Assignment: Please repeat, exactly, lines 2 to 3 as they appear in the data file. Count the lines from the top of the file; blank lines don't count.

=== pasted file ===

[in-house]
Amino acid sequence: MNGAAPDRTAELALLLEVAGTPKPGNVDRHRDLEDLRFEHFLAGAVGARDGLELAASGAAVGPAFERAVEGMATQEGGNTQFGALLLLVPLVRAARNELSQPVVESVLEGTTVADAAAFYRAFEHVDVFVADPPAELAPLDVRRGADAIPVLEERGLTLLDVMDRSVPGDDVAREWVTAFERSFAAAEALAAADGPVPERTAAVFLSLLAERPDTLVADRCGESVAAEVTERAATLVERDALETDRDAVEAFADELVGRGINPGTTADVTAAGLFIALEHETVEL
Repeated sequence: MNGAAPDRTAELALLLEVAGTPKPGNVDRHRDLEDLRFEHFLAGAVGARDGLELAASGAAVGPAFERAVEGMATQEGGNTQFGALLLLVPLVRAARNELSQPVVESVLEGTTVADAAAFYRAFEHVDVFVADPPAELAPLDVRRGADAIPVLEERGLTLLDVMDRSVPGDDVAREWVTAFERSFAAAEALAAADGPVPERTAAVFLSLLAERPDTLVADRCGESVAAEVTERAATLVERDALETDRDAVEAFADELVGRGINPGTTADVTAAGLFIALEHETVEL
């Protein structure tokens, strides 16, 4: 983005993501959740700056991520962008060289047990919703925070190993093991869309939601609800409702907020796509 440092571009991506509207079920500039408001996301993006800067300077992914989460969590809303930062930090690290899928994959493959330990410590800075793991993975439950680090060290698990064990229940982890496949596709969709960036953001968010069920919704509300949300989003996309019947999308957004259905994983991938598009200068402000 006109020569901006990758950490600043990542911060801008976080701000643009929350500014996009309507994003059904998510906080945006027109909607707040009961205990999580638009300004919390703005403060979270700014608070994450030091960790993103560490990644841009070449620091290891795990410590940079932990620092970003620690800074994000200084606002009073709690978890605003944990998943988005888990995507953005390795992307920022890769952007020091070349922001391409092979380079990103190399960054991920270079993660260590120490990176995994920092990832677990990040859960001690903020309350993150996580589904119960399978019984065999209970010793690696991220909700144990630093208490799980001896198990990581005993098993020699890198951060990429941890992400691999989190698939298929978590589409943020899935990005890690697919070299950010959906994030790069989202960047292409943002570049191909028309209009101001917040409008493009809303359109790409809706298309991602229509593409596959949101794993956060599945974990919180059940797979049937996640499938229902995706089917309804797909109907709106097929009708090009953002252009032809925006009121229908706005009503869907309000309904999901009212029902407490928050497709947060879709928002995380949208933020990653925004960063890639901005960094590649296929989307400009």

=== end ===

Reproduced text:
Amino acid sequence: MNGAAPDRTAELALLLEVAGTPKPGNVDRHRDLEDLRFEHFLAGAVGARDGLELAASGAAVGPAFERAVEGMATQEGGNTQFGALLLLVPLVRAARNELSQPVVESVLEGTTVADAAAFYRAFEHVDVFVADPPAELAPLDVRRGADAIPVLEERGLTLLDVMDRSVPGDDVAREWVTAFERSFAAAEALAAADGPVPERTAAVFLSLLAERPDTLVADRCGESVAAEVTERAATLVERDALETDRDAVEAFADELVGRGINPGTTADVTAAGLFIALEHETVEL
Repeated sequence: MNGAAPDRTAELALLLEVAGTPKPGNVDRHRDLEDLRFEHFLAGAVGARDGLELAASGAAVGPAFERAVEGMATQEGGNTQFGALLLLVPLVRAARNELSQPVVESVLEGTTVADAAAFYRAFEHVDVFVADPPAELAPLDVRRGADAIPVLEERGLTLLDVMDRSVPGDDVAREWVTAFERSFAAAEALAAADGPVPERTAAVFLSLLAERPDTLVADRCGESVAAEVTERAATLVERDALETDRDAVEAFADELVGRGINPGTTADVTAAGLFIALEHETVEL